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Registered: ‎09-11-2007
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A Welcome from the Author

Anyone who reads the local section of the newspaper is all too familiar with the kind of accident that opens The Rest of Her Life: someone inadvertently hits a pedestrian in a crosswalk ... someone backs out of a driveway without seeing the child playing there ... someone turns a corner without noticing the cyclist moving up on the right.

For me, the most terrifying thing about these kinds of accidents is the idea that you can do so much harm without meaning to, and that you can do it without even knowing you’ve done it.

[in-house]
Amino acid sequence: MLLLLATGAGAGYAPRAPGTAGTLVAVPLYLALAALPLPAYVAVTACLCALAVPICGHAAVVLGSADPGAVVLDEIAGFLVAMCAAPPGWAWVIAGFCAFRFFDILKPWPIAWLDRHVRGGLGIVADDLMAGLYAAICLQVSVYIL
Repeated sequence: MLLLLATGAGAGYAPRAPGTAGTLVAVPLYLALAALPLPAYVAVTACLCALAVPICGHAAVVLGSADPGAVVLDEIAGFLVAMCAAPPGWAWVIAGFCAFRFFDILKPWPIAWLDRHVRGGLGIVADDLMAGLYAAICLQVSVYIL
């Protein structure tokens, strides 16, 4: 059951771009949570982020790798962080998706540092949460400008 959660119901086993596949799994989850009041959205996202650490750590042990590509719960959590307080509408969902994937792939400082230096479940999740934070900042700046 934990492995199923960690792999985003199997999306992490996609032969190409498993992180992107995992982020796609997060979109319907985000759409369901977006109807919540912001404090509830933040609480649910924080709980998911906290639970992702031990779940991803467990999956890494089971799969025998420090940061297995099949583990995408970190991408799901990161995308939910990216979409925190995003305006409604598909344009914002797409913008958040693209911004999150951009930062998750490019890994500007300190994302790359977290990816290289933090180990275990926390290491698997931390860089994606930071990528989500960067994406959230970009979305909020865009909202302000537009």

These also happen to be the two things that scare me about parenting. We all have our blind spots. In The Rest of Her Life, I wanted to look at a daughter dealing with the guilt of not seeing a pedestrian until it was too late. But I also wanted to tell the story of a mother trying hard to identify her emotional blind spots -– in this case, before it’s too late. I’m under the impression that the inability to see oneself clearly is something many people have direct and indirect experience with, and I look forward to hearing other perspectives on this idea, and other ideas in the book, from B and N readers. So welcome to the discussion!

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